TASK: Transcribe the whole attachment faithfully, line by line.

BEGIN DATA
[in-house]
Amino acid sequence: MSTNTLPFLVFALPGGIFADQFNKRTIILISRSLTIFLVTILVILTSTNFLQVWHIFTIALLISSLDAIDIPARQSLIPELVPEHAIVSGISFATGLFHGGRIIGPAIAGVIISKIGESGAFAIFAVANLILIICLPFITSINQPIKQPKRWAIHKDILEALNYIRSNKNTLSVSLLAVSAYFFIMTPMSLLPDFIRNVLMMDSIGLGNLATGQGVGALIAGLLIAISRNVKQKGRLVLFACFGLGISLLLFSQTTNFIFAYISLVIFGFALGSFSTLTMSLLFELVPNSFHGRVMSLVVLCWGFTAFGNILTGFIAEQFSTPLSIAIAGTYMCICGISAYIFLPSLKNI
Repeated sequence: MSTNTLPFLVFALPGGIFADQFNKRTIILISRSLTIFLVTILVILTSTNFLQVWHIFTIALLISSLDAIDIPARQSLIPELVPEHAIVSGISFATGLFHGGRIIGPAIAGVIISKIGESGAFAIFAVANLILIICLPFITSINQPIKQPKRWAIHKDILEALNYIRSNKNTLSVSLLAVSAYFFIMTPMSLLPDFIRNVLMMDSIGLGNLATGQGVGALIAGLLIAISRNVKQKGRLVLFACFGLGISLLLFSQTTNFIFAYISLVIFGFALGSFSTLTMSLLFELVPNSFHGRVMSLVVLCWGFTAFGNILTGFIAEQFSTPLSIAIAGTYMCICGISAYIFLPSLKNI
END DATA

[in-house]
Amino acid sequence: MSTNTLPFLVFALPGGIFADQFNKRTIILISRSLTIFLVTILVILTSTNFLQVWHIFTIALLISSLDAIDIPARQSLIPELVPEHAIVSGISFATGLFHGGRIIGPAIAGVIISKIGESGAFAIFAVANLILIICLPFITSINQPIKQPKRWAIHKDILEALNYIRSNKNTLSVSLLAVSAYFFIMTPMSLLPDFIRNVLMMDSIGLGNLATGQGVGALIAGLLIAISRNVKQKGRLVLFACFGLGISLLLFSQTTNFIFAYISLVIFGFALGSFSTLTMSLLFELVPNSFHGRVMSLVVLCWGFTAFGNILTGFIAEQFSTPLSIAIAGTYMCICGISAYIFLPSLKNI
Repeated sequence: MSTNTLPFLVFALPGGIFADQFNKRTIILISRSLTIFLVTILVILTSTNFLQVWHIFTIALLISSLDAIDIPARQSLIPELVPEHAIVSGISFATGLFHGGRIIGPAIAGVIISKIGESGAFAIFAVANLILIICLPFITSINQPIKQPKRWAIHKDILEALNYIRSNKNTLSVSLLAVSAYFFIMTPMSLLPDFIRNVLMMDSIGLGNLATGQGVGALIAGLLIAISRNVKQKGRLVLFACFGLGISLLLFSQTTNFIFAYISLVIFGFALGSFSTLTMSLLFELVPNSFHGRVMSLVVLCWGFTAFGNILTGFIAEQFSTPLSIAIAGTYMCICGISAYIFLPSLKNI